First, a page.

A popular cuebid that bridge players use is called the Michaels cuebid.

If the opponent opens a minor suit and you are the next bidder and cuebid that same minor – for example, opponent 1 club, you 2 club – you are promising your partner five cards or more in both major suits.

A cuebid of a major suit – for example, opponent opens 1 spade, you cuebid 2 spades – you are showing partner five cards or more in the other major and an unspecified minor. 

If partner does not have a fit for your major suit, and wants to know your minor suit, she bids 2 No Trump, asking you to name your minor suit.

Do not tell your story twice. Your first bid (the cuebid) conveys a range of 7 to 9 high card points or 9 to 11 total points; if you bid again, you are showing a range of 13 to 16 high card points or 15 + total points.

If your point range is in the middle (10 to 12 high card points or 12 to 14 total points), do not use the Michaels Cuebid.  Simply overcall in the higher suit followed, if the vulnerability allows, by an overcall in the lower suit. 

After you make a Michaels cuebid, your partner (the advancer) is in charge. The Michaels bidder will bid again with a strong hand, but leaves decisions up to the advancer otherwise. The advancer is expected to choose one of her partner’s suits. The two must cooperate!

The advancer signs off as cheaply as possible with a bad hand and a poor fit. With a fit and a good hand, bid what you think you can make.

A jump to game in one of partner’s suits can be based on strength or on good distribution (intended as a sacrifice). Distribution includes trump length as well as shortness in the opponent’s suit. That means you might push to game with only 4 trumps and a good singleton.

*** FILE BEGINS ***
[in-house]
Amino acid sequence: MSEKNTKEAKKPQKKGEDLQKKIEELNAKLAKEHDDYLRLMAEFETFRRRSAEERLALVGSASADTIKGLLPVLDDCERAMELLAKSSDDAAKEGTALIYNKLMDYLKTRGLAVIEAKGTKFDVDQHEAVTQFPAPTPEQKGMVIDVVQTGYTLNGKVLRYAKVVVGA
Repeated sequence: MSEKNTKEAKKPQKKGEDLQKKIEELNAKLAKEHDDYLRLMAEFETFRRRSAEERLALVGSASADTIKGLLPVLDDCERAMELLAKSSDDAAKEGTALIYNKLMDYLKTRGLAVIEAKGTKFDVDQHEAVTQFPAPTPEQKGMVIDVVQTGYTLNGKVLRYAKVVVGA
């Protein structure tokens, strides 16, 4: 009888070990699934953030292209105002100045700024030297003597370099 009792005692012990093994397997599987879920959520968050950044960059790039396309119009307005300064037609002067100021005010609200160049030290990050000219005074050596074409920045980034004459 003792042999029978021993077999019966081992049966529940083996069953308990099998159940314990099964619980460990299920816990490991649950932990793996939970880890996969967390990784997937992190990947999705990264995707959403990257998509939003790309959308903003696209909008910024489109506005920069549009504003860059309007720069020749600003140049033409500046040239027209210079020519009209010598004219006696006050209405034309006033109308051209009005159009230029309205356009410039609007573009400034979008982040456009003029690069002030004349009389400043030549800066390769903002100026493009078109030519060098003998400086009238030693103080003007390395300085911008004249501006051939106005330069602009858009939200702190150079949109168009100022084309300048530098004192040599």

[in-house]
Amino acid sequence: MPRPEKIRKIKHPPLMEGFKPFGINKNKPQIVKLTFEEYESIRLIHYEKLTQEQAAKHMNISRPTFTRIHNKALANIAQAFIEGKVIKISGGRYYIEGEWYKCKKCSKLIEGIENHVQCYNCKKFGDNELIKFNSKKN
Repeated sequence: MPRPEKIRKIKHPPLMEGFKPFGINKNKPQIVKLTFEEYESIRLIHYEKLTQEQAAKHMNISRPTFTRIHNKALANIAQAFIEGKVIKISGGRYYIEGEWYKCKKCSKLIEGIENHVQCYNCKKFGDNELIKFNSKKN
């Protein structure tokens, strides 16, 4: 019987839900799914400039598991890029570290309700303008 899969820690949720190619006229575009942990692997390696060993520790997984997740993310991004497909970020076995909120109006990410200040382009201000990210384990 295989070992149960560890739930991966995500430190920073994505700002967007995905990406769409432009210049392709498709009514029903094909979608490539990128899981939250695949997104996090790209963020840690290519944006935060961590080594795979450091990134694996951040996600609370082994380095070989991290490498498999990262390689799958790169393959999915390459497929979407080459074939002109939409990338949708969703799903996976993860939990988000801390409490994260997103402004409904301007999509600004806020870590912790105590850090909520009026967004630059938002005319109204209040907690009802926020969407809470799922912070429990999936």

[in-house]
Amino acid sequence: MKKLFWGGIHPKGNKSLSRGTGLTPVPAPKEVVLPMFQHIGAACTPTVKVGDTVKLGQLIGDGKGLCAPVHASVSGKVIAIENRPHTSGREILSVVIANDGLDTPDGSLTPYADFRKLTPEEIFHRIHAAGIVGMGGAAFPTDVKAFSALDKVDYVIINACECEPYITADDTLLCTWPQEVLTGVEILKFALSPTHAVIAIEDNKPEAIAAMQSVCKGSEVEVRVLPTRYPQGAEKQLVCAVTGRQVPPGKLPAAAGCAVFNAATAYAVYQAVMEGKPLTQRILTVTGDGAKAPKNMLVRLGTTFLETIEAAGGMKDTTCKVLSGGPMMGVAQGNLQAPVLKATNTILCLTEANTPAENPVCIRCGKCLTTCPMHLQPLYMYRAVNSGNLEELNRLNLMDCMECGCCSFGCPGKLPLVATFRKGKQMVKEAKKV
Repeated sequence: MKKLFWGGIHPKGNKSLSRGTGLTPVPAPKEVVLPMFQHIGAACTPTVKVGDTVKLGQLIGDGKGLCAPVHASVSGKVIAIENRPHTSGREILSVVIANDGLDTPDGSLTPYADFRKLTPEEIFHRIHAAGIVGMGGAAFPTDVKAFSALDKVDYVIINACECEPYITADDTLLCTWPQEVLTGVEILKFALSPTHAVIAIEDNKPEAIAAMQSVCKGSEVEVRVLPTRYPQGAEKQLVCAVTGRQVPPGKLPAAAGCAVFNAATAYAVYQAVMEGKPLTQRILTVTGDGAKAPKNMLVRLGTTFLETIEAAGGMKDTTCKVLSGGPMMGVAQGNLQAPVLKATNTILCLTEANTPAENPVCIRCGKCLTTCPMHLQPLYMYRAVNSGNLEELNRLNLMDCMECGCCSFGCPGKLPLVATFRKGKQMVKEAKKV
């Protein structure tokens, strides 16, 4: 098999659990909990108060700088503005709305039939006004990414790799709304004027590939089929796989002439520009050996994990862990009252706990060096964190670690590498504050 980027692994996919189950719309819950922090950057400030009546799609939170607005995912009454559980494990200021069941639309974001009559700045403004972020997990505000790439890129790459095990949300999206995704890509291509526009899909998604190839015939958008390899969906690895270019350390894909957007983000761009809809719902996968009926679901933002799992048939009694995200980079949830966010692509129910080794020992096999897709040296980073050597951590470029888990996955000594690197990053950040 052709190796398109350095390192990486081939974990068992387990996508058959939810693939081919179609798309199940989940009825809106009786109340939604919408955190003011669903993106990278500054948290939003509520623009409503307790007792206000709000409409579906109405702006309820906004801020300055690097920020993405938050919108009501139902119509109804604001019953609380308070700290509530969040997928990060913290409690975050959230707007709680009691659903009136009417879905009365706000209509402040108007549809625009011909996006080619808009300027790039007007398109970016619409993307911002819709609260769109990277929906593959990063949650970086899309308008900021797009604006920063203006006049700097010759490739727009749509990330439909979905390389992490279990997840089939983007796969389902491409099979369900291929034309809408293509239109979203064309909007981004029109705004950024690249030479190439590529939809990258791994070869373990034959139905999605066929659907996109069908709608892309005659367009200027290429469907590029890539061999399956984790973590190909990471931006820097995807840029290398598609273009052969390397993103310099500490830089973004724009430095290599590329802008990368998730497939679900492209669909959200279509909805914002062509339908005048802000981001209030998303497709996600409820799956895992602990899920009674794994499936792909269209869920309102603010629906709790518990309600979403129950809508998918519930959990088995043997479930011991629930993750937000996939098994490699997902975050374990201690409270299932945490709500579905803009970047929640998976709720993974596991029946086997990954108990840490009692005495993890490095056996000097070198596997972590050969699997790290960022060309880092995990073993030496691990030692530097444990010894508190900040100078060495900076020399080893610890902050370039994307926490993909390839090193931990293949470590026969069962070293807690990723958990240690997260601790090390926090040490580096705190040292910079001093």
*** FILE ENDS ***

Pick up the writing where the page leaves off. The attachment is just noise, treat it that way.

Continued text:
The best hands opposite a Michaels cuebid have honor cards in partner’s long suits. Aces outside are okay but devalue lower honors outside of partners suits. 

Ruffing value is useful with a good fit for partner in at least one suit. A big fit or a double fit makes advancer’s hand better. 

Let’s try a few advancer bids. In all three situations, the opponent opened 1 club and your partner cuebid 2 clubs:

• Hand No. 1, you hold:

K4 Q105 AKQ6 K842

• Hand No. 2, you hold:

6 AJ Q9742 A7654

• Hand No. 3, you hold:

6542 J9842 8 Q109, but the responder bid 3NT before you get a chance to bid (bidding: 1C – 2C – 3NT – you?)

Cuebids are amazing. They may be used by opener, overcaller, responder or advancer and may be used more than once by anyone. Cuebid your way to the right denomination and to the right level of play when you are playing  with your favorite partner.     

Kathie Walsh, accredited by ABTA, teaches all levels of bridge. kbwalsh@roadrunner.com